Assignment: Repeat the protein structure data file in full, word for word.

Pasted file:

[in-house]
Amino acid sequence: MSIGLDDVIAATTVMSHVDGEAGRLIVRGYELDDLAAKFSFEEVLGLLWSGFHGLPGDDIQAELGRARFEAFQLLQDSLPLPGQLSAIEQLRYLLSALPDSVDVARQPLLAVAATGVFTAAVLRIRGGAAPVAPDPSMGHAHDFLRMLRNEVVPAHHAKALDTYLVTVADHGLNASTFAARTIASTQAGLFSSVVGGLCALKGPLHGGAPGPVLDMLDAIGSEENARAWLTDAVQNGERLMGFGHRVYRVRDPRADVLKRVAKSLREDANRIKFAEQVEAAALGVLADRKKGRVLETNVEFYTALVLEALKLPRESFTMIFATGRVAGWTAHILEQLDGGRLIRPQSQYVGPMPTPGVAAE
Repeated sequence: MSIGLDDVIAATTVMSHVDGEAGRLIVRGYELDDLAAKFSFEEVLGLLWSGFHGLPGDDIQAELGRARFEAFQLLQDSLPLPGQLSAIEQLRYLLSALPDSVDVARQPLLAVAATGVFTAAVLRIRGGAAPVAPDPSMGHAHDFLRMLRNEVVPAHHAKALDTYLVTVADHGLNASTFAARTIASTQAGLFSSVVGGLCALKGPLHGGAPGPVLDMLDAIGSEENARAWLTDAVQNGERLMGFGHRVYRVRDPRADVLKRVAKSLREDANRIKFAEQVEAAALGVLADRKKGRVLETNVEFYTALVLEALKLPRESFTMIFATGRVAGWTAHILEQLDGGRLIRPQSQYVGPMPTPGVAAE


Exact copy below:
[in-house]
Amino acid sequence: MSIGLDDVIAATTVMSHVDGEAGRLIVRGYELDDLAAKFSFEEVLGLLWSGFHGLPGDDIQAELGRARFEAFQLLQDSLPLPGQLSAIEQLRYLLSALPDSVDVARQPLLAVAATGVFTAAVLRIRGGAAPVAPDPSMGHAHDFLRMLRNEVVPAHHAKALDTYLVTVADHGLNASTFAARTIASTQAGLFSSVVGGLCALKGPLHGGAPGPVLDMLDAIGSEENARAWLTDAVQNGERLMGFGHRVYRVRDPRADVLKRVAKSLREDANRIKFAEQVEAAALGVLADRKKGRVLETNVEFYTALVLEALKLPRESFTMIFATGRVAGWTAHILEQLDGGRLIRPQSQYVGPMPTPGVAAE
Repeated sequence: MSIGLDDVIAATTVMSHVDGEAGRLIVRGYELDDLAAKFSFEEVLGLLWSGFHGLPGDDIQAELGRARFEAFQLLQDSLPLPGQLSAIEQLRYLLSALPDSVDVARQPLLAVAATGVFTAAVLRIRGGAAPVAPDPSMGHAHDFLRMLRNEVVPAHHAKALDTYLVTVADHGLNASTFAARTIASTQAGLFSSVVGGLCALKGPLHGGAPGPVLDMLDAIGSEENARAWLTDAVQNGERLMGFGHRVYRVRDPRADVLKRVAKSLREDANRIKFAEQVEAAALGVLADRKKGRVLETNVEFYTALVLEALKLPRESFTMIFATGRVAGWTAHILEQLDGGRLIRPQSQYVGPMPTPGVAAE